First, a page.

Frenchmans Cap. This half-dome peak, the most prominent in the Wild Rivers National Park, requires a minimum of three days for a return walk to the summit. The track is about 23 km each way and is often rough and muddy. There are a few steep places including a steep scramble to the summit which is best left for a good weather window as views from the top are a trip highlight. The track passes buttongrass plains, rainforest and glacial valleys to Lake Tahune, perched under the huge quartzite cliff face of the Cap which is some of Australia’s oldest exposed rock. The longer daylight hours and warmer temperatures from December to April make it a good time to visit. However, rapidly changing weather conditions can occur at any time.
Mt Field National Park. This elevated plateau near the centre of Tasmania has a good track system providing many good one-day walks and some easy overnight walking. The park contains one of Tasmania’s best known attractions, the scenic Russell Falls, but there are other walks leading to beautiful glacial lakes and boulder strewn mountain tops. Summer is the best walking season. Snow covers the range in winter and ski touring is often possible.
Hobart. Mt Wellington towers over the city. The mountain and the plateau behind provide many one-day walks and some good overnight walks. Suitable for walking for most of the year except winter. Good snow cover is rare in winter and it is not a reliable ski touring area.
Tasman Peninsula: There are spectacular coastal cliffs near Port Arthur. A track system exists to most features and some day walks are possible. The Three Capes Track is a 4-day, hut-based walk that was developed along existing tracks which were significantly upgraded, rerouted in places and link all the main features on the peninsula. Camping is still allowed as one site and most of the features can be visited without using the huts. Suitable for year-round walking.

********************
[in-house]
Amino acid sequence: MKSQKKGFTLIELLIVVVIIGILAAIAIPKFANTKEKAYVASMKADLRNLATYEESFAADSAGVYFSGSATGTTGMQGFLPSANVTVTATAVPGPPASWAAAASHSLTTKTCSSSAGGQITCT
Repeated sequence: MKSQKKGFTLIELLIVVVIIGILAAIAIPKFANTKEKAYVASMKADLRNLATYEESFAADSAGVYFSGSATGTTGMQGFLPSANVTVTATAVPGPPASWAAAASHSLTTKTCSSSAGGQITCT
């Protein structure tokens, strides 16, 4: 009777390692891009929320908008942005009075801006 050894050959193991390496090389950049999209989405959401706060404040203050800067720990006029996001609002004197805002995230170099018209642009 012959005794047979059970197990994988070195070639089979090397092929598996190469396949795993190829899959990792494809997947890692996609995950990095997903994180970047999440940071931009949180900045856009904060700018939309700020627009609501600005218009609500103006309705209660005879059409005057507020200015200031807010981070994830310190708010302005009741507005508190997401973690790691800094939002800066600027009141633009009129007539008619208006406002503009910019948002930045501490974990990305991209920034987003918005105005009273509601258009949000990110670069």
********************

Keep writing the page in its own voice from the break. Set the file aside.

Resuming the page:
Three Capes Track. Starting at the World Heritage-listed Port Arthur Historic Site, the 48 km, 4-day walk begins with a boat ride across the bay. Walking is in one direction and bookings are essential. The cabins have bunk platforms with mattresses, shared kitchen/dining areas are equipped with heating, basic cooking facilities, solar-powered lighting, and toilets are a short walk away. Timber boardwalks, gravel and stone steps lead through eucalypt forests, heathlands and moorlands. Views of impressive sea cliffs abound and from The Blade at Cape Pillar there are good views of Tasman Island. The last day is over Mt Fortescue, before walking out to the tip of Cape Hauy and returning by bus to Port Arthur from Fortescue Bay.
Ben Lomond National Park: A high plateau in the north east with a rocky landscape has day walks along two cross country ski routes in summer. These are rough trails, but marked by snow poles. Legges Tor, a summit on the plateau, is the second highest point in Tasmania. In winter, there is good ski touring on the plateau when there is sufficient snow cover. There are also opportunities for downhill skiing, snowboarding and tobogganing.
East Coast: Maria Island, Freycinet Peninsula and Douglas-Apsley are the three major national parks. They all have marked track systems and provide good one to three day walks. The area is suitable for year-round walking as the climate is much drier than the rest of the state.
Snakes are common in Tasmania and most of them are poisonous although snakebites are rare. Take care to avoid stepping on them when they are warming up in the morning sun. Carry a pressure bandage. See Management of snake bite for more information.
Ticks are present in coastal scrub and bush in the east of the state. See Tick bite prevention (Federal Department of Health) for more information .
Planning a bushwalk in Tasmania
- Know before you go – Parks & Wildlife Service Tasmania
- Safety in parks – Parks & Wildlife Service Tasmania
- TASMAP eshop
PLBs can be hired from Service Tasmania shops (Mon-Fri only) in Hobart, Launceston, Burnie and Devonport. Phone 1300 135 513 for further information.
PLBs are also available from the Cradle Mountain and Lake St Clair visitor centres, though numbers are limited and cannot be reserved.
Statewide emergency services information
Dial 000 and ask for Police to report a bushwalking emergency.
Tasmania Police are responsible for land search and rescue, assisted by organisations including:
Ambulance Tasmania can provide medical evacuations by land or air. Ensure you have appropriate ambulance insurance .
Interstate visitors should check reciprocal arrangements with their state or territory ambulance organisation.
International visitors should confirm they have travel insurance that covers rescue operations.
- Tasmania Parks and Wildlife Service (PWS)
- Community Alerts – Tasmania Police
- Tasmanian Forecasts – BOM
- Alerts – Tasmania Fire Service
- Tas Alert Map provides information on alerts and road closures
- Road Closures and Delays – Transport Tasmania
- Hiking and Bushwalking in Tasmania – Tasmania Travel Guide
- Bushwalking Tasmania